Experts advise on pitfalls to avoid and best way to select a tech partner
Before trucking fleets decide to use free or inexpensive consumer grade tablets for their electronic logging device (ELD) and telematics system, they should consider this scenario: A driver is 100 miles away and the device breaks or is lost or cannot connect to a power supply. How many people will have to immediately jump into action, and how much will it cost the company to fix?
This scenario is why Lou Giardelli, IT director for Veltri Inc., recommends fleets conduct a cost-study analysis when considering the true cost of their ELD choice. That can help fleets uncover expenses they originally did not account for, including the need for back-up hardware and the human capital required to keep unreliable technology running. Giardelli appeared on a recent webinar hosted by ISAAC Instruments and the Truckload Carriers Association (TCA).
Veltri, which works closely with the U.S. Postal Service and another large delivery service, does not have the same hours-of-service concerns as long-haul trucking fleets. Yet, Giardelli said Veltri suffered mightily with its unreliable ELD and telematics provider.
He said the old provider and consumer-grade, non-ruggedized tablet created too many reliability issues. That included the devices breaking too easily, frequent connectivity problems in the truck cab and communication gaps between drivers and dispatch.
These problems caused Veltri to seek a change during 2021. The carrier evaluated five other providers before eventually selecting ISAAC as it sought to improve the user experience for the driver and the fleet’s daily operations.
“Ultimately it comes down to being able to reach out to your drivers, have clear communication and have them deliver,” explained Giardelli.
Keep the wheels turning
This motto is the goal of all fleets and drivers, Trent Gilles, technical solutions specialist for ISAAC, added during the webinar. So, it’s important fleets keep in mind that consumer-grade hardware is not designed for the harsh environments truckers face—from extreme temperatures to the physical nature of the job.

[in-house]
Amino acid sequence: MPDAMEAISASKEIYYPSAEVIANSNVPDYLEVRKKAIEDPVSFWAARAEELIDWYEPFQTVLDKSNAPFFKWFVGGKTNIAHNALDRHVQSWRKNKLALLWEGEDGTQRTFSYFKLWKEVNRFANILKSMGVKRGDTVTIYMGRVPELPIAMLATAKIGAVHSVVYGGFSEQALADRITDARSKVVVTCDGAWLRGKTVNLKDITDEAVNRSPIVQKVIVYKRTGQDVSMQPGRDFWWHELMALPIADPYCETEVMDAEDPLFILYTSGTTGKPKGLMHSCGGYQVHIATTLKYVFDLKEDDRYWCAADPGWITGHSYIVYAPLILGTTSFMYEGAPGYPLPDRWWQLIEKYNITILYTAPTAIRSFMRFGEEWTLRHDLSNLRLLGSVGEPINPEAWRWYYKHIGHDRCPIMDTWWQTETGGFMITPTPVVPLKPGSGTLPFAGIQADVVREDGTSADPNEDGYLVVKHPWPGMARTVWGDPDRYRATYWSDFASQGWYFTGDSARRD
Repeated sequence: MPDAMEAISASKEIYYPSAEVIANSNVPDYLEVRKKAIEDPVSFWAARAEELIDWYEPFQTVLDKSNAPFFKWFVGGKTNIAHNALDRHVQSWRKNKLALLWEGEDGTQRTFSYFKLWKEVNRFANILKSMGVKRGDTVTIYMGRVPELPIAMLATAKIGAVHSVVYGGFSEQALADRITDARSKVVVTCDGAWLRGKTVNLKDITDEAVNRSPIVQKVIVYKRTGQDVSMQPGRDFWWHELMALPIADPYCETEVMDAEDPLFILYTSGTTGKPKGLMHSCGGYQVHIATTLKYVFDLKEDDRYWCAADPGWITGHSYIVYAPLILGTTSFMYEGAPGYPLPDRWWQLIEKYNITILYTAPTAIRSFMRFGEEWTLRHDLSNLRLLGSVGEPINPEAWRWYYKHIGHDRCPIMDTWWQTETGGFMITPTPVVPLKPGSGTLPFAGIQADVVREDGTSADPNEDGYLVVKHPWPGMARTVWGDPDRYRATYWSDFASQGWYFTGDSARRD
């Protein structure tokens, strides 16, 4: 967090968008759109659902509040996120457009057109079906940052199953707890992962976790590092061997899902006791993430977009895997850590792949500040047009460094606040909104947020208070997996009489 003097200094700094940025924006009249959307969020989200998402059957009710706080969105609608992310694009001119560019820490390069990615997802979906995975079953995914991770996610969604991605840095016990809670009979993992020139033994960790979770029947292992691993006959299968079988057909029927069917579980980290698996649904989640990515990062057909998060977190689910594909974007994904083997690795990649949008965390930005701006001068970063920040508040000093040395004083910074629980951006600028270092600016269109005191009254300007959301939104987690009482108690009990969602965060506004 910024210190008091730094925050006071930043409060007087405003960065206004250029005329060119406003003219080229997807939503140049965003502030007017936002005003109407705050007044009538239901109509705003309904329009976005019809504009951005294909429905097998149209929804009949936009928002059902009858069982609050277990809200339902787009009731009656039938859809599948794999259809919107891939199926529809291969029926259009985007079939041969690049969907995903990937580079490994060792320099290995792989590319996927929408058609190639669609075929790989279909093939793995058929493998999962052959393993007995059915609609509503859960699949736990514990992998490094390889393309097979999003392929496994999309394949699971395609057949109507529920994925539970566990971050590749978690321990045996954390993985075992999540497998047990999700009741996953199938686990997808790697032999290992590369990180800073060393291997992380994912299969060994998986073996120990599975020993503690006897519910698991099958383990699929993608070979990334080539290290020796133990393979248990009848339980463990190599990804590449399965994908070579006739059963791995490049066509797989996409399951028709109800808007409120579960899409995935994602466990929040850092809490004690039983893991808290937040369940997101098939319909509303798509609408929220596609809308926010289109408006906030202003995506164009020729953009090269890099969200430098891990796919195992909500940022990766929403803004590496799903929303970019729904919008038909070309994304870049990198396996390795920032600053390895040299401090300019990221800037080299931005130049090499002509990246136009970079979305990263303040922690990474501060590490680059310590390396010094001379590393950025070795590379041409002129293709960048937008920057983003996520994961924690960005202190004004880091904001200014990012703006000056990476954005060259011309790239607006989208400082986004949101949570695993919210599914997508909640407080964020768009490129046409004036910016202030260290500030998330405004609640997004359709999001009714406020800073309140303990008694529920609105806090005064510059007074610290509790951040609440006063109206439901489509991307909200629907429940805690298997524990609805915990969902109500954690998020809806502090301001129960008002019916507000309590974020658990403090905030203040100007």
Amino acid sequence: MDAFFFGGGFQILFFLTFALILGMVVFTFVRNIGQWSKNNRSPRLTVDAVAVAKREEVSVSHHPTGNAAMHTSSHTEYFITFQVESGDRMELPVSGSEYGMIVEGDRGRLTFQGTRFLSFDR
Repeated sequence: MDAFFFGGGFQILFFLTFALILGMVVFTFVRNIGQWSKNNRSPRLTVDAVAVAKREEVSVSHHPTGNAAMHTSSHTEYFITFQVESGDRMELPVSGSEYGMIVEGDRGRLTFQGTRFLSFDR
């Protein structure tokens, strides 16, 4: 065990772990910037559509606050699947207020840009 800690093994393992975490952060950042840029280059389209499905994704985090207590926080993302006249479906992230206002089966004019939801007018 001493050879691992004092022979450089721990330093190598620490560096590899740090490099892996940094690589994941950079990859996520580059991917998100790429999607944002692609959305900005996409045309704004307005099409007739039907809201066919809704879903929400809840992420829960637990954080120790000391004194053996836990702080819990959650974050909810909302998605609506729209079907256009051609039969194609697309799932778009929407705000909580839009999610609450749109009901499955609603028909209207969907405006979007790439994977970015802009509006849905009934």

It’s also why more fleets are finding rugged telematics devices and ELDs such as the ones in ISAAC’s solution to be a better choice. Having the right telematics partner means drivers do not have to worry about fixing technology glitches on their own if a potential problem arises.
Understanding the total costs
While the cost of a device or the monthly service charge are considered upfront costs, Gilles stresses the importance of recognizing the “unaccounted for” costs. That includes keeping extra stock on hand to replace broken devices.
Other soft costs include the downtime for drivers and the need to get back-up HOS paperwork to them when an ELD malfunctions. This also increases the chances of deliveries being delayed and frustrated drivers seeking employment elsewhere.
Importance of references
Gilles suggests not only seeking out newer references to get a good perspective on installation and training, but also older references that are past the “honeymoon” phase. That will provide an accurate glimpse into the ongoing support a telematics provider provides.
In Giardelli’s case, that included seeking out larger carriers, which he said gave Veltri the confidence that ISAAC could meet its specific needs.
Include the driver
Both Giardelli and Gilles stressed a key to success is including drivers in the initial feedback and selection process. As end users they are likely to feel the pain first and are most affected by a technology change.
“Drivers are the most important part of this. They are the key to the whole operation,” Giardelli stresses. “You can plan properly and get everything just the way you want it, but it won’t be successful unless the drivers are able to complete their tasks.”
About the author
VP Public Relations, ISAAC Instruments
Neil Abt, Vice President of Public Relations at ISAAC Instruments, is a veteran journalist with over 25 years of reporting experience, including 20 years spent covering the trucking industry. A graduate of American University in Washington, D.C., he began his career covering sports for The Washington Post, followed by a position in the newsroom of America Online (AOL) and then both reporting and leadership roles at Transport Topics and Fleet Owner. Neil is based out of Portland, Oregon.